Rod Bernard, who died on July 12th, was a leading exponent of swamp pop. While the term was coined by English writer Bill Millar in the ‘70s, it refers to a style of music that grew out of South Louisiana and East Texas and is a mixture of rock’n’roll, R&B, country, New Orleans and French Louisiana influences, in the ‘50s and early ‘60s. For a short time there were a number of breakout hits on the US national charts, including the million selling Phil Phillips’ ‘Sea of Love’ and Cookie and His Cupcakes’ ‘Mathilda’. The leading exponents were Rod Bernard, Warren Storm, Tommy McClain, Clint West and the “King of Swamp Pop” Johnny Allan. It has been called a musical gumbo or jambalaya, and is a regional music genre. It is closely related to zydeco and Cajun music but hasn’t had the same recognition from a wider public as its more renowned cousins. The great writer and broadcaster Charlie Gillett helped give the genre a European push when he released ‘Another Saturday Night’ on his Oval label in 1974, which compiled various tracks from small Louisiana record labels sequenced to feel like a typical Cajun night out.
Rod Bernard was born on August 12, 1940, in Opelousas, Louisiana to bilingual parents. His grandfather owned a dance hall in Point Barre on the banks of the Bayou Teche and this gave him his first taste of live music. Bernard has said ”It was a French night-club where bands like Aidus Roger and Papa Cairo played. We used to go over there and I would just hang on the bandstand and watch the musicians.”. These experiences inspired Bernard and his brother to play guitar and by the age of 12 he had his own half-hour show on a local radio station. He was a big Hank Williams fan and actually meet his idol when he played the local high school. He continued to play music when his family moved to Winnie, Texas. By the time he was 16 he was a DJ back in Opelousas playing black R&B records alongside early rock’n’roll and country tracks. He formed a band, The Twisters, with his brother and some friends and they had a local hit with ’This Should Go Forever’. The song was picked up by Leonard Chess in Chicago for his Argo label and it became a top twenty hit. Bernard then toured America with B.B. King, Chuck Berry, Jerry Lee Lewis and Roy Orbison.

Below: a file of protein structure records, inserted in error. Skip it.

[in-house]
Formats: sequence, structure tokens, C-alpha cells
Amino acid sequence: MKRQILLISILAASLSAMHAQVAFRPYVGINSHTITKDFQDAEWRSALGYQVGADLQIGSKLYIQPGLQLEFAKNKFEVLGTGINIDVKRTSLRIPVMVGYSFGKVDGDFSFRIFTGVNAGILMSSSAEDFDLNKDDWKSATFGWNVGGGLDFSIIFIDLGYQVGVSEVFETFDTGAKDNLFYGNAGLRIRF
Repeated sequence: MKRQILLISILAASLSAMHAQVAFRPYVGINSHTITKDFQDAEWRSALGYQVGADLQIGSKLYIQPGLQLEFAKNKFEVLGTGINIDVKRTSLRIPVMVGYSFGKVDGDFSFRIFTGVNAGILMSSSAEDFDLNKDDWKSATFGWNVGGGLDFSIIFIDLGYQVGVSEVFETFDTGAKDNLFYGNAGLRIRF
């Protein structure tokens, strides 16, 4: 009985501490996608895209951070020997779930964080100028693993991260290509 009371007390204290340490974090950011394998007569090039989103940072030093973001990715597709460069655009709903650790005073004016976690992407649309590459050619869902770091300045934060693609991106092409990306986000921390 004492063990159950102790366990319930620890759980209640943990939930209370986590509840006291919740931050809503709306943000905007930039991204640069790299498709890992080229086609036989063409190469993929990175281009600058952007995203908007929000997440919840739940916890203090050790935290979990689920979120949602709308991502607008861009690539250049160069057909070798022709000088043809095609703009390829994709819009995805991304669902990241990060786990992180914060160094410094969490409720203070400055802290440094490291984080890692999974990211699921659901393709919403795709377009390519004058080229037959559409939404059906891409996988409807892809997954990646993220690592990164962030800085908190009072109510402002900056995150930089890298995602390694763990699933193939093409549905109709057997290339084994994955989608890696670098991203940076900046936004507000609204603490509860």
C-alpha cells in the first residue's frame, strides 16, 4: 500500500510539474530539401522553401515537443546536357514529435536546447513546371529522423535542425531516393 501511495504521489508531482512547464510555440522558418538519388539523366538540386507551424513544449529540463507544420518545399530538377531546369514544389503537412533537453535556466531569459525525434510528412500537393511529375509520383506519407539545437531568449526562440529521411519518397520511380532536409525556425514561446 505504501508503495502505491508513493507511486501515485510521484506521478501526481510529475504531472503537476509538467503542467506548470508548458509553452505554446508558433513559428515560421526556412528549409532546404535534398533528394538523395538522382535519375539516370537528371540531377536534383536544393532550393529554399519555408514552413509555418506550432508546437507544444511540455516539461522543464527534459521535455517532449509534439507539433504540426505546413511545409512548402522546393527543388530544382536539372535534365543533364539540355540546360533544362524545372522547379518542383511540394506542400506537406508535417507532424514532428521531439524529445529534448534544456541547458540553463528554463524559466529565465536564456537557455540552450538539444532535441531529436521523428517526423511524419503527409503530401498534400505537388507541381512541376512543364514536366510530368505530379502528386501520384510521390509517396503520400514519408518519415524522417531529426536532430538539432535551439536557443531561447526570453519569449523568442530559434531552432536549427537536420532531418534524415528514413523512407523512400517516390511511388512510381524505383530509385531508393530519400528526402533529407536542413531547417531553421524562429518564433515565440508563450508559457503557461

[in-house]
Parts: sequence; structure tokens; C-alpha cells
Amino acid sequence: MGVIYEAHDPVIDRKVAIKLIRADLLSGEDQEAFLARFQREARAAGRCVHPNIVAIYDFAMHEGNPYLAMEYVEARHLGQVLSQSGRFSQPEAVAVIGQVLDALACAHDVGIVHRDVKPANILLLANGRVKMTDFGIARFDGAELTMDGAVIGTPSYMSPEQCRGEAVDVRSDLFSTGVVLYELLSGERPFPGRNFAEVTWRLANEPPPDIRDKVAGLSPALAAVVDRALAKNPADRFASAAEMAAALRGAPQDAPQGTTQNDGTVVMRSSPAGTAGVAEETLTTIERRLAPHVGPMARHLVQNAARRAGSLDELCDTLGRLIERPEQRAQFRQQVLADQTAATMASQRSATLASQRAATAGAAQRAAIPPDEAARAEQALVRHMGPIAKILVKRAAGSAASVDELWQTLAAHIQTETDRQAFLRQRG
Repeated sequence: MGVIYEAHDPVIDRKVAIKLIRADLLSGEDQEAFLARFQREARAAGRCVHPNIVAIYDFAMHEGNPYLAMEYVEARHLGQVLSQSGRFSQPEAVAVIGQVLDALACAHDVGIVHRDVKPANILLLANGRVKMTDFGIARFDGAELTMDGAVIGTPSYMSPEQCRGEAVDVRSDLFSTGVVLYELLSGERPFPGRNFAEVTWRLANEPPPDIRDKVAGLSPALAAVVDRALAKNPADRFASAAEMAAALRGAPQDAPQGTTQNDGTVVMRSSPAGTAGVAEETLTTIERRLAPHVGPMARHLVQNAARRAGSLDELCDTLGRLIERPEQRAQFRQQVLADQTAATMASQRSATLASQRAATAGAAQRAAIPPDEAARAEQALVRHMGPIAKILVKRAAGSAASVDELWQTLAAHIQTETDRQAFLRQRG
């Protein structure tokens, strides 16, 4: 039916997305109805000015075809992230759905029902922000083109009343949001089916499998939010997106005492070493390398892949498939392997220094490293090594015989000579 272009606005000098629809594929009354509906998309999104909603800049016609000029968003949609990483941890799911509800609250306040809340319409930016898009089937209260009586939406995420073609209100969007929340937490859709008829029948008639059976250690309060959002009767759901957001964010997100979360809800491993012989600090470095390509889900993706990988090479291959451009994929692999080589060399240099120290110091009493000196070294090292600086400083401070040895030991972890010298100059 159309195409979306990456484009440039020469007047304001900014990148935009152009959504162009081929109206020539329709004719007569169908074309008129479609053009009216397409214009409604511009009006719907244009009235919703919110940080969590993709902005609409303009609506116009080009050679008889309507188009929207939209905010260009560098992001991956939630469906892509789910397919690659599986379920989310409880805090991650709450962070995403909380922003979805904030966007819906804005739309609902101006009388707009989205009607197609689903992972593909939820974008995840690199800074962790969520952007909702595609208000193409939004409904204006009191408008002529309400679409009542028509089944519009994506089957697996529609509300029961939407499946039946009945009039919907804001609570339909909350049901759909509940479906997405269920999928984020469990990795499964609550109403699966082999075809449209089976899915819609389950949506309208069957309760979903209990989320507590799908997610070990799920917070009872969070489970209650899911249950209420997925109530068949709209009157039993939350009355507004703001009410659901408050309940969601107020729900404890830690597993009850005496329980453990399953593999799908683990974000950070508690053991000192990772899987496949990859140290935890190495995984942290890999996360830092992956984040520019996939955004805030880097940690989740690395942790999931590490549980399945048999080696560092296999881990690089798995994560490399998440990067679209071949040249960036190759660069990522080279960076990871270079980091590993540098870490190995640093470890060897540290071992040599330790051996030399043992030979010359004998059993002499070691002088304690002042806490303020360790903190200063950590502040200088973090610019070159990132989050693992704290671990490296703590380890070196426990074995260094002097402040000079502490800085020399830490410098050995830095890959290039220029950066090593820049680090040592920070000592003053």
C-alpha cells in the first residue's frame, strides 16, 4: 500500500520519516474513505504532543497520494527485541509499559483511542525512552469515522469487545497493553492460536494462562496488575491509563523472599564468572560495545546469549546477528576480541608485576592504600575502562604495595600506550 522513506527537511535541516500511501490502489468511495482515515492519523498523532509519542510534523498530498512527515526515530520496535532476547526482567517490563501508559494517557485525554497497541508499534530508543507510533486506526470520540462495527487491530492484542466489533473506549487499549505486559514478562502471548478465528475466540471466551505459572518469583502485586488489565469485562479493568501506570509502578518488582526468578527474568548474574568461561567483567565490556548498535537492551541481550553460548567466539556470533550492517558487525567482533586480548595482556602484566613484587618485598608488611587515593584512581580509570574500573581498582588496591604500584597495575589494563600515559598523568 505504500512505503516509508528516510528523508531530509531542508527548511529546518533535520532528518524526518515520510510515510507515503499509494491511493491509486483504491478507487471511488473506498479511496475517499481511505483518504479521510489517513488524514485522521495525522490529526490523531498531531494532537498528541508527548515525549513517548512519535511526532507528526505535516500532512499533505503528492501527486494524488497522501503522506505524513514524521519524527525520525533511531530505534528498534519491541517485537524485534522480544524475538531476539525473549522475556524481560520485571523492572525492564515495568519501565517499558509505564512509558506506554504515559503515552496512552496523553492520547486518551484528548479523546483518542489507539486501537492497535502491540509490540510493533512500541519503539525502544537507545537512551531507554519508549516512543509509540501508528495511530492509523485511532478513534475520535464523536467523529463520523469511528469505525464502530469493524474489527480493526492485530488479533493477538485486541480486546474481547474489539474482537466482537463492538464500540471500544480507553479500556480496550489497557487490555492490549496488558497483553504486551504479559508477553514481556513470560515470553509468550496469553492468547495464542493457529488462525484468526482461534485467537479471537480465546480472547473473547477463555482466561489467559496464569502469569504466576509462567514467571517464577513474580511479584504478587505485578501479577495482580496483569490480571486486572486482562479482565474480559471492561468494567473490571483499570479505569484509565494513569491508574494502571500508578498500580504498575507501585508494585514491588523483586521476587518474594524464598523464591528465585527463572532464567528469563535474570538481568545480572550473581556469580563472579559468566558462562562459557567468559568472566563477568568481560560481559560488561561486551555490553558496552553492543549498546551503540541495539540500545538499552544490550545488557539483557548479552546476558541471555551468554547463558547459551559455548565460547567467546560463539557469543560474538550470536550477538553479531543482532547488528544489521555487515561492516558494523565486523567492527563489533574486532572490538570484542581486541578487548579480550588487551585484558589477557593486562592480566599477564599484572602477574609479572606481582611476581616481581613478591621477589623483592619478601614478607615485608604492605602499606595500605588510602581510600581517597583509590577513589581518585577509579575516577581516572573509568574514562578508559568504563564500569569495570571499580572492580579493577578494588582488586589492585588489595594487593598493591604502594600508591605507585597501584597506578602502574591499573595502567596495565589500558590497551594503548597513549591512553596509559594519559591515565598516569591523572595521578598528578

This early momentum was interrupted when his second single failed to chart. When he moved labels to Mercury they tried to make him a teen idol and it was only when he joined Hall Way in Texas that he was able to return to his own sound. He recorded several swamp pop classics in Texas, sometimes backed by Johnny and Edgar Winter. In 1962 he formed the Shondells with Warren Storm and Skip Stewart. The Shondells released several singles and the album ‘The Shondells at the Saturday Hop’ for LA Louisianne Records based in Lafayette. At the same time, Bernard continued to release solo singles such as ‘Congratulations To You Darling’ and ‘Papa Thibodeaux’ on a variety of labels.
In 1965 Bernard became an ad salesman for KLFY-TV in Lafayette, and did little recording or touring releasing only a few country albums in the ‘70s, until 1976’s ‘Boogie In Black and White’, with zydeco star Clifton Chenier. The album is considered a masterpiece by those in the know due to its mix of black and white musical traditions. He released his final album, ‘The Louisiana Tradition’, which stayed true to his Cajun, country and R&B roots in 1999.
Bernard continued to tour periodically, playing to his home audience who consider him a legend of Cajun music as he was one of the few musicians who was able to achieve national success with a very regional sound. If any reader wants to explore Rod Bernard’s music further, his songs can be found on various Cajun compilations and Ace Records have released ‘Swamp Rock’n’Roller’ with sleeve notes by Bernard’s son.